The Novel C5aR Antagonist DF3016A Protects Neurons Against Ischemic Neuroinflammatory Injury
The central nervous system (CNS) constitutively expresses complement (C) membrane receptors and complement proteins, including the component C5a. This is a crucial terminal effector of the C cascade, mostly involved in pain and neuroinflammatory conditions. Aberrant activation of C5a protein and its receptor C5aR has been reported to play a critical role in neurodegenerative diseases, with important clinical consequences. Here we have investigated the effects of DF3016A, a novel selective C5aR antagonist, able to penetrate the blood-brain barrier (BBB), on cortical neurons exposed to oxygen-glucose deprivation-reoxygenation (OGD/R), a neuroinflammation-related process. We demonstrated that a mild ischemic insult induces an early upregulation of C5aR associated with the over-production of pro-inflammatory cytokines and the over-expression of the transcriptional regulatory factor miR-181. Furthermore, we report the first experimental evidence of the effect of DF3016A, modulating complement component C5a, on neurons in a model of injury. Interestingly, DF3016A protects neuronal viability by restoring intracellular calcium levels, thus opposing the increase in pro-inflammatory cytokine levels and miR-181 expression. Based on our results, we suggest that DF3016A is a novel C5aR antagonist promoting protective effects against OGD/R-induced damage that could be a new therapeutic approach to controlling CNS neuroinflammatory conditions.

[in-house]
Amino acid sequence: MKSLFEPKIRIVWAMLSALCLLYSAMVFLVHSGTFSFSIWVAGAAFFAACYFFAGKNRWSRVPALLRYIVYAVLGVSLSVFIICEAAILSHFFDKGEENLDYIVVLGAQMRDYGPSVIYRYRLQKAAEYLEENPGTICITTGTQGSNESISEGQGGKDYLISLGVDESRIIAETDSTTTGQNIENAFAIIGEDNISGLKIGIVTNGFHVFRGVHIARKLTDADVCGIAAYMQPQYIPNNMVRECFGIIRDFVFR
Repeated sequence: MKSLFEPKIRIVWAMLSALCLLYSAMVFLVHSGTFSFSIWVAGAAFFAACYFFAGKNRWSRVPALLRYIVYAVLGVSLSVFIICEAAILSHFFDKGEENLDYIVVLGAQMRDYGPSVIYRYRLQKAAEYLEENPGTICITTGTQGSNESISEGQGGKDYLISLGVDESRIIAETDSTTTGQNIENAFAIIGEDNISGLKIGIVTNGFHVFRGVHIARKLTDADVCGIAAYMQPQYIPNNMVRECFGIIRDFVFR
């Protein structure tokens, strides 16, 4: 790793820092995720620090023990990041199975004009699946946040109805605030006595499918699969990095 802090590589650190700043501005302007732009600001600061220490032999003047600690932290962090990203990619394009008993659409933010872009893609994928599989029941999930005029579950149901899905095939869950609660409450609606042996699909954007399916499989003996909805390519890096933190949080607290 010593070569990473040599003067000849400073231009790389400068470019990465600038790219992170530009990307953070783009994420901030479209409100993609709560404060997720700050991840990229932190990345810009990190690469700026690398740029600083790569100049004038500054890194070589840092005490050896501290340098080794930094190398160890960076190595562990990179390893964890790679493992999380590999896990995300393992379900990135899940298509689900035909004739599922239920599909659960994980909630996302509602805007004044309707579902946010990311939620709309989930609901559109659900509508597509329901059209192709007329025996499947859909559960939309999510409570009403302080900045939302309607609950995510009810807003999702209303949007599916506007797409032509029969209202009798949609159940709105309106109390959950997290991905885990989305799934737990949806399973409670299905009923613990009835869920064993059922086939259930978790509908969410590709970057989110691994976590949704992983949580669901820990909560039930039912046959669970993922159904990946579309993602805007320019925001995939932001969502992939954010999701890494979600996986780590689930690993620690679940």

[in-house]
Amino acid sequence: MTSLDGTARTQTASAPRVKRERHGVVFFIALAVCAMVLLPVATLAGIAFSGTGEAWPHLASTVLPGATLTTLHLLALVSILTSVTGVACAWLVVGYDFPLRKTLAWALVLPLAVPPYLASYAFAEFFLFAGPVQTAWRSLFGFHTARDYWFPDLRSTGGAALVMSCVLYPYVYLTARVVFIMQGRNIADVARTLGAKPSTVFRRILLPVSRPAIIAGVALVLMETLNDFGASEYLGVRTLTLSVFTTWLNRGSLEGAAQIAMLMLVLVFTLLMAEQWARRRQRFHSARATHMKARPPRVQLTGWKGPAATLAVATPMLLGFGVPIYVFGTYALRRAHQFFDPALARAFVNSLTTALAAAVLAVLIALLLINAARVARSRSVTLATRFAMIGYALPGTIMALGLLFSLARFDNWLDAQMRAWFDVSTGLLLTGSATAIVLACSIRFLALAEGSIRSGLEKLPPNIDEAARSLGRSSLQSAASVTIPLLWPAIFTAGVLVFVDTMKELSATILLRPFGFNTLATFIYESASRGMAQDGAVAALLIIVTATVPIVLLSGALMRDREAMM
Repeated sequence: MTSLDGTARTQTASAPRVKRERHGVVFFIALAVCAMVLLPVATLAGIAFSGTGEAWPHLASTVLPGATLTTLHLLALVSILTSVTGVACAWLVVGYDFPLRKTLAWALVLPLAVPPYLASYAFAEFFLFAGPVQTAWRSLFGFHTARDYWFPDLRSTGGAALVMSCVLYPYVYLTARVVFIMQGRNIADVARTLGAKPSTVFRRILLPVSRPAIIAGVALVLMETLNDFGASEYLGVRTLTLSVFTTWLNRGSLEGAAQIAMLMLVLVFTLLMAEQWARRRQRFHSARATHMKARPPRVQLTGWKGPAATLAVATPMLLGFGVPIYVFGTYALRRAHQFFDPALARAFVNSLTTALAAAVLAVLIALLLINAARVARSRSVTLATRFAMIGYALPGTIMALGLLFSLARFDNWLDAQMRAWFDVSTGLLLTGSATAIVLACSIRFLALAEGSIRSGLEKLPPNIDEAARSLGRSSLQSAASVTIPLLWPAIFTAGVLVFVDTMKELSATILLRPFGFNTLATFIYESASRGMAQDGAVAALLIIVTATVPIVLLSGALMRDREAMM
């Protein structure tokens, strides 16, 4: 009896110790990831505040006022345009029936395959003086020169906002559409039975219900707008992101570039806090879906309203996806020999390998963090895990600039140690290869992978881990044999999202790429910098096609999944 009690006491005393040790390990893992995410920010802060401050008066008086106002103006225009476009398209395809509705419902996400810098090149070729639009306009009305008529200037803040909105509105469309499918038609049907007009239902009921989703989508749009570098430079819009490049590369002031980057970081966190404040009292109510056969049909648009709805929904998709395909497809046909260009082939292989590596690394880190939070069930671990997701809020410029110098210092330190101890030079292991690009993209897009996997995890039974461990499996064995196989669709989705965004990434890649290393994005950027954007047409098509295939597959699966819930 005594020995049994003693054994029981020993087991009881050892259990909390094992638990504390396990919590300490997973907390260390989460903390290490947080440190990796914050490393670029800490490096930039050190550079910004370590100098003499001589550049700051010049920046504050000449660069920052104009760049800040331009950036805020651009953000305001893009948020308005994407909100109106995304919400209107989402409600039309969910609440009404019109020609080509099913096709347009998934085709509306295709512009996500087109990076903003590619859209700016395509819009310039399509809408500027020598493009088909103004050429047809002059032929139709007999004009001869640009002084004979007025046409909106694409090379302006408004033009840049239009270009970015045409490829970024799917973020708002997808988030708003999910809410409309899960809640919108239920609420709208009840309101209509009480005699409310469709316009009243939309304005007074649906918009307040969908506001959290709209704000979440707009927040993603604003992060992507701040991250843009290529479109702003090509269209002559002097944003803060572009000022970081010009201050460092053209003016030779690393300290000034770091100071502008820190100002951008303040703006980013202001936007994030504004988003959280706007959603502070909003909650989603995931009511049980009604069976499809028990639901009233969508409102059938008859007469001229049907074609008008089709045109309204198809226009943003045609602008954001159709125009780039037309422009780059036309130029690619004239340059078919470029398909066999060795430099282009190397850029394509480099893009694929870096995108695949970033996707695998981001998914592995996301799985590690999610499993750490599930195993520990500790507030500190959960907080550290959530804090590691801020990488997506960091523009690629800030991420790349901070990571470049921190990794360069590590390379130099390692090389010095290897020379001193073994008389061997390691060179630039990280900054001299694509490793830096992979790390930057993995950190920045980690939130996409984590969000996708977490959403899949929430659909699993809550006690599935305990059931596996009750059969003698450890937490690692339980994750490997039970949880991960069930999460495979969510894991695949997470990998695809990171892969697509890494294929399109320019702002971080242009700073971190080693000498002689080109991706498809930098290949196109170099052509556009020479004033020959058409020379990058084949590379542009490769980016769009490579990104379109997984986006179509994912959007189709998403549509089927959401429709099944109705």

KeywordsNeuroinflammation Complement C5a Cortical neurons Cytokines Pain
The authors are indebted to Professor Anthony Dickenson for the critical review of the final manuscript.
This work was supported by the Paolo Procacci Foundation (PPF) and Dompé Farmaceutici SpA funds.
Compliance with Ethical Standards
Conflicts of Interest
Laura Brandolini, Gianluca Bianchini, and Marcello Allegretti are employees of Dompé Farmaceutici SpA, Italy. The company has interests in the development of C5aR antagonists for the treatment of pain conditions. The other authors declare that they have no conflict of interest.
All procedures performed in studies involving animals were in accordance with the ethical standards of the institution or practice where the studies were conducted.
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